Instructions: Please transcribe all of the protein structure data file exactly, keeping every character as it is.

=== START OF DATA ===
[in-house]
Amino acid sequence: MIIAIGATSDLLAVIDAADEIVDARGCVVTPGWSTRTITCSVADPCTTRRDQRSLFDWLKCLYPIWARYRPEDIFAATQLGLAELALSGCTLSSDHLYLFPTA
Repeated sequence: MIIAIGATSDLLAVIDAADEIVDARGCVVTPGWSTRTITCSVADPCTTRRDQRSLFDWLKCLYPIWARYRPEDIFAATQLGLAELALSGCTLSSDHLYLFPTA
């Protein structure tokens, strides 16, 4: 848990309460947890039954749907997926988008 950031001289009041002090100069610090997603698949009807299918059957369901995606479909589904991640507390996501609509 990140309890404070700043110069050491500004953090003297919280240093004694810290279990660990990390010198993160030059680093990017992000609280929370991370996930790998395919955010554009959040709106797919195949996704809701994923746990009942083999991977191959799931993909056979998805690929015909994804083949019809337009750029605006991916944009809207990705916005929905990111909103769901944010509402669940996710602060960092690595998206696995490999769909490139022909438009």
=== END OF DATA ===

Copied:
[in-house]
Amino acid sequence: MIIAIGATSDLLAVIDAADEIVDARGCVVTPGWSTRTITCSVADPCTTRRDQRSLFDWLKCLYPIWARYRPEDIFAATQLGLAELALSGCTLSSDHLYLFPTA
Repeated sequence: MIIAIGATSDLLAVIDAADEIVDARGCVVTPGWSTRTITCSVADPCTTRRDQRSLFDWLKCLYPIWARYRPEDIFAATQLGLAELALSGCTLSSDHLYLFPTA
């Protein structure tokens, strides 16, 4: 848990309460947890039954749907997926988008 950031001289009041002090100069610090997603698949009807299918059957369901995606479909589904991640507390996501609509 990140309890404070700043110069050491500004953090003297919280240093004694810290279990660990990390010198993160030059680093990017992000609280929370991370996930790998395919955010554009959040709106797919195949996704809701994923746990009942083999991977191959799931993909056979998805690929015909994804083949019809337009750029605006991916944009809207990705916005929905990111909103769901944010509402669940996710602060960092690595998206696995490999769909490139022909438009």